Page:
Gonorrhoea and ethnicity

BMJ 1997; 315 doi: https://doi.org/10.1136/bmj.315.7116.1160 (Published 01 November 1997) Cite this as: BMJ 1997;315:1160

Audit supports findings

  1. Mark FitzGerald, Chairman, central audit group in genitourinary medicinea
  1. a Department of Genitourinary Medicine, Taunton and Somerset Hospital, Taunton TA1 5DA
  2. b Public Health Laboratory Service Communicable Disease Surveillance Centre (Thames), London W2 3QR
  3. c Southlands Hospital, Worthing, West Sussex BN4 6TQ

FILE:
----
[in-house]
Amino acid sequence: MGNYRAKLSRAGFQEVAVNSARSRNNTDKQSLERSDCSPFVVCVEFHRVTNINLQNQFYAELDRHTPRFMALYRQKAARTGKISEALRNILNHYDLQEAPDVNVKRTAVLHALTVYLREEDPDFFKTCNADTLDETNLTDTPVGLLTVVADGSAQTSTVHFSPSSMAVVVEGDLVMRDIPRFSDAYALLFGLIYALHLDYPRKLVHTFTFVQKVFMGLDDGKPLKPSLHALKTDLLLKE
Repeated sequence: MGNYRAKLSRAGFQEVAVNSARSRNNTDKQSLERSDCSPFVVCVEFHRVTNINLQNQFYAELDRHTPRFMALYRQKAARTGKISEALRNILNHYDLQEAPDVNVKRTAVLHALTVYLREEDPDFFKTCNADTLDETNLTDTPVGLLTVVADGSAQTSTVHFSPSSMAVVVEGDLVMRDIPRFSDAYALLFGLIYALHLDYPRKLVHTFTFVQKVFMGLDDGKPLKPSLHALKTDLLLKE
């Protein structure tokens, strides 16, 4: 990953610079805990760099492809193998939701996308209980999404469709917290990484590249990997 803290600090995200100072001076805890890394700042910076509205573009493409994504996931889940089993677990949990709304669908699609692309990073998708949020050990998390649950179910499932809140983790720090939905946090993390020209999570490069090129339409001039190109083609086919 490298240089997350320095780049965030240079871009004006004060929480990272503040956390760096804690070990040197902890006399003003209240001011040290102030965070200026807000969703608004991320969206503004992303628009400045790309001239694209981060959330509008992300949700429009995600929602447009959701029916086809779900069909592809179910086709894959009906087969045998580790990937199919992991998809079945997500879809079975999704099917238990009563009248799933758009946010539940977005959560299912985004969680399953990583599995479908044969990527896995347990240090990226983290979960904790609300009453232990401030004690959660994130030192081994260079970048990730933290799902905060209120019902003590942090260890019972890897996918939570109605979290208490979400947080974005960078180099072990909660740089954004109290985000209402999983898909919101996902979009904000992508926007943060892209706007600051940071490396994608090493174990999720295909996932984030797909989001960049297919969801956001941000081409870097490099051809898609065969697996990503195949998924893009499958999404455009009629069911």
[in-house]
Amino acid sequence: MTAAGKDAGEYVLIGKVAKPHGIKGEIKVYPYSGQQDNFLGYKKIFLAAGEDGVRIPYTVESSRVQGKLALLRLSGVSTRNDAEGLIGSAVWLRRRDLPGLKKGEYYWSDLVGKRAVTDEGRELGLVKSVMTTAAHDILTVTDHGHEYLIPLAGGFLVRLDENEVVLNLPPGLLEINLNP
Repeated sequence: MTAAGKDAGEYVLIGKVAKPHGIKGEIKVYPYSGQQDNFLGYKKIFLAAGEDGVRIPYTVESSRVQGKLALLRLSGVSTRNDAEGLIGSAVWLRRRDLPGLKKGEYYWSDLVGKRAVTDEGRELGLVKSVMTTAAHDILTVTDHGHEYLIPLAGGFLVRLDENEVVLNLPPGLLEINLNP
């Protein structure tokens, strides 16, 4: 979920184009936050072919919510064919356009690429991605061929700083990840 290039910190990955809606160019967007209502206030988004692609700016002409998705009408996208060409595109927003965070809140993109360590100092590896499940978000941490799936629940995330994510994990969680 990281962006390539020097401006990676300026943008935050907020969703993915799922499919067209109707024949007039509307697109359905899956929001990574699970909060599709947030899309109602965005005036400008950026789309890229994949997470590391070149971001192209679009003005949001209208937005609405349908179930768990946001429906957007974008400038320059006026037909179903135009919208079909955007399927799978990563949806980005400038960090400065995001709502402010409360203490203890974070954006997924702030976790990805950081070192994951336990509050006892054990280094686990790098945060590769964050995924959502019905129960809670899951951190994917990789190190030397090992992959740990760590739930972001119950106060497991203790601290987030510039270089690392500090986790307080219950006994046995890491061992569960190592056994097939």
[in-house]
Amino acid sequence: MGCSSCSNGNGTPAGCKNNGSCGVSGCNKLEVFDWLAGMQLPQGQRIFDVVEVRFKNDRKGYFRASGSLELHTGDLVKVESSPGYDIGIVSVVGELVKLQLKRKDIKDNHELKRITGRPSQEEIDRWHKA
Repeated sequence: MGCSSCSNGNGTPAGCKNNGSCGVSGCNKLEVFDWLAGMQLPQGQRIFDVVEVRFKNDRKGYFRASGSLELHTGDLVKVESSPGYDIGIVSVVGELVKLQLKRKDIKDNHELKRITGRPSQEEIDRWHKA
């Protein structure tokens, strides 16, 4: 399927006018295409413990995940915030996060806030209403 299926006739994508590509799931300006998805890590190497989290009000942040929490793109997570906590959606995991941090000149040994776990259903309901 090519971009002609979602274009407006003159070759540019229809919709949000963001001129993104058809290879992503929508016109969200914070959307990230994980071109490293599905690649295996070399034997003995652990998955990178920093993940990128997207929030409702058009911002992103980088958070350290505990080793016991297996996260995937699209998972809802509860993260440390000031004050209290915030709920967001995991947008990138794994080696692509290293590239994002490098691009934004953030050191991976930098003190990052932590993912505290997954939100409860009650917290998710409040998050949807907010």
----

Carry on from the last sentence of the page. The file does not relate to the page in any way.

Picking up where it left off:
Editor—Lacey et al and Low et al describe a high incidence of gonorrhoea in black people in Leeds and inner London.1 2 Data from the national audit development project in sexual health indicate that their findings are likely to be valid elsewhere in the United Kingdom. We surveyed all genitourinary medicine clinics in the United Kingdom about cases of gonorrhoea diagnosed in the first three months of 1995 and received data on 1308 cases, 59% of all cases (2197) reported in the quarter. Of those cases with data on ethnicity, 30% were in black people (290/980), who make up only 1.6% (891 000/54 889 000) of the United Kingdom's population. Moreover, for patients attending clinics in …

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